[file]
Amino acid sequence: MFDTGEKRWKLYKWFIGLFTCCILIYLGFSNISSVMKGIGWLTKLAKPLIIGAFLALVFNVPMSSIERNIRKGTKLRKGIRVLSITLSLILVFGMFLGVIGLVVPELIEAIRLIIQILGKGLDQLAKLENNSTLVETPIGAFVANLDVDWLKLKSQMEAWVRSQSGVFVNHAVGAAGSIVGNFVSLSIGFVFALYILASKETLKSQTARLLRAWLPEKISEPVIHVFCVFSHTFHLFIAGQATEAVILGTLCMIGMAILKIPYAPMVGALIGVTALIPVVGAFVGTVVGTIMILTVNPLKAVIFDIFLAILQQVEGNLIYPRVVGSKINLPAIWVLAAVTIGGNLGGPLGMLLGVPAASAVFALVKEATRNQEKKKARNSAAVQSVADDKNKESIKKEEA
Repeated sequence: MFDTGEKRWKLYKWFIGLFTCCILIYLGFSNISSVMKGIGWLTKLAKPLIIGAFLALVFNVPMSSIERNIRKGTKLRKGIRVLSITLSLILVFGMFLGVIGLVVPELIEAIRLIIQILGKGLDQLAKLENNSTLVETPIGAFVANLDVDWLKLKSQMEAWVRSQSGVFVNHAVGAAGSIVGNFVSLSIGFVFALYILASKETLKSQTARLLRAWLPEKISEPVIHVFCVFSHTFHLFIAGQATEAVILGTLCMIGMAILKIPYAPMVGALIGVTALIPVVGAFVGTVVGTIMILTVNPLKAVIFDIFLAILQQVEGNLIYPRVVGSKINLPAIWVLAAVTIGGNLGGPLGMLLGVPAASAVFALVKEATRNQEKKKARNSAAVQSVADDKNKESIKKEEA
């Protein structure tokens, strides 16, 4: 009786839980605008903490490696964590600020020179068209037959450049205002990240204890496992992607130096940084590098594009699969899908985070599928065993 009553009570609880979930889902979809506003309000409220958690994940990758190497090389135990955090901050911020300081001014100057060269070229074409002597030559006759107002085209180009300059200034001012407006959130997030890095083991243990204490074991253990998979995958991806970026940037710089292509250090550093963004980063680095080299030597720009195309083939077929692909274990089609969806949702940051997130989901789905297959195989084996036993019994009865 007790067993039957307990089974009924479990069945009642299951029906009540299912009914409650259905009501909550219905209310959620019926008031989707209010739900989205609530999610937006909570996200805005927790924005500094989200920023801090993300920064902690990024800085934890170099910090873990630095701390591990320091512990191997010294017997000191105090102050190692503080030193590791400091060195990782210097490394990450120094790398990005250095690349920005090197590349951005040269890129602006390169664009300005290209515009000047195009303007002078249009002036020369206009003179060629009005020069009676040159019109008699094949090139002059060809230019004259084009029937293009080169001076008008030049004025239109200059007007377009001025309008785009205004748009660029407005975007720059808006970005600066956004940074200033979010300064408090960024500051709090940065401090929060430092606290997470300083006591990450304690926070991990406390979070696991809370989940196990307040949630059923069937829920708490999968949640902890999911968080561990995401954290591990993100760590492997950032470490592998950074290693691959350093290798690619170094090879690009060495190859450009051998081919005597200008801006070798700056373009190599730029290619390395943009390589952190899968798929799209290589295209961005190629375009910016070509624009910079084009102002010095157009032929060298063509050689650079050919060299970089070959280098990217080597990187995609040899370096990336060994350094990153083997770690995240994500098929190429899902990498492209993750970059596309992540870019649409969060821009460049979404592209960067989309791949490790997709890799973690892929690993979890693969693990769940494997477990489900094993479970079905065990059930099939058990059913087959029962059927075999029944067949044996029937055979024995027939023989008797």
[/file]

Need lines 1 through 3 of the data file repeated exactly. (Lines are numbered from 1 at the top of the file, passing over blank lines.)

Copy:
Amino acid sequence: MFDTGEKRWKLYKWFIGLFTCCILIYLGFSNISSVMKGIGWLTKLAKPLIIGAFLALVFNVPMSSIERNIRKGTKLRKGIRVLSITLSLILVFGMFLGVIGLVVPELIEAIRLIIQILGKGLDQLAKLENNSTLVETPIGAFVANLDVDWLKLKSQMEAWVRSQSGVFVNHAVGAAGSIVGNFVSLSIGFVFALYILASKETLKSQTARLLRAWLPEKISEPVIHVFCVFSHTFHLFIAGQATEAVILGTLCMIGMAILKIPYAPMVGALIGVTALIPVVGAFVGTVVGTIMILTVNPLKAVIFDIFLAILQQVEGNLIYPRVVGSKINLPAIWVLAAVTIGGNLGGPLGMLLGVPAASAVFALVKEATRNQEKKKARNSAAVQSVADDKNKESIKKEEA
Repeated sequence: MFDTGEKRWKLYKWFIGLFTCCILIYLGFSNISSVMKGIGWLTKLAKPLIIGAFLALVFNVPMSSIERNIRKGTKLRKGIRVLSITLSLILVFGMFLGVIGLVVPELIEAIRLIIQILGKGLDQLAKLENNSTLVETPIGAFVANLDVDWLKLKSQMEAWVRSQSGVFVNHAVGAAGSIVGNFVSLSIGFVFALYILASKETLKSQTARLLRAWLPEKISEPVIHVFCVFSHTFHLFIAGQATEAVILGTLCMIGMAILKIPYAPMVGALIGVTALIPVVGAFVGTVVGTIMILTVNPLKAVIFDIFLAILQQVEGNLIYPRVVGSKINLPAIWVLAAVTIGGNLGGPLGMLLGVPAASAVFALVKEATRNQEKKKARNSAAVQSVADDKNKESIKKEEA
């Protein structure tokens, strides 16, 4: 009786839980605008903490490696964590600020020179068209037959450049205002990240204890496992992607130096940084590098594009699969899908985070599928065993 009553009570609880979930889902979809506003309000409220958690994940990758190497090389135990955090901050911020300081001014100057060269070229074409002597030559006759107002085209180009300059200034001012407006959130997030890095083991243990204490074991253990998979995958991806970026940037710089292509250090550093963004980063680095080299030597720009195309083939077929692909274990089609969806949702940051997130989901789905297959195989084996036993019994009865 007790067993039957307990089974009924479990069945009642299951029906009540299912009914409650259905009501909550219905209310959620019926008031989707209010739900989205609530999610937006909570996200805005927790924005500094989200920023801090993300920064902690990024800085934890170099910090873990630095701390591990320091512990191997010294017997000191105090102050190692503080030193590791400091060195990782210097490394990450120094790398990005250095690349920005090197590349951005040269890129602006390169664009300005290209515009000047195009303007002078249009002036020369206009003179060629009005020069009676040159019109008699094949090139002059060809230019004259084009029937293009080169001076008008030049004025239109200059007007377009001025309008785009205004748009660029407005975007720059808006970005600066956004940074200033979010300064408090960024500051709090940065401090929060430092606290997470300083006591990450304690926070991990406390979070696991809370989940196990307040949630059923069937829920708490999968949640902890999911968080561990995401954290591990993100760590492997950032470490592998950074290693691959350093290798690619170094090879690009060495190859450009051998081919005597200008801006070798700056373009190599730029290619390395943009390589952190899968798929799209290589295209961005190629375009910016070509624009910079084009102002010095157009032929060298063509050689650079050919060299970089070959280098990217080597990187995609040899370096990336060994350094990153083997770690995240994500098929190429899902990498492209993750970059596309992540870019649409969060821009460049979404592209960067989309791949490790997709890799973690892929690993979890693969693990769940494997477990489900094993479970079905065990059930099939058990059913087959029962059927075999029944067949044996029937055979024995027939023989008797």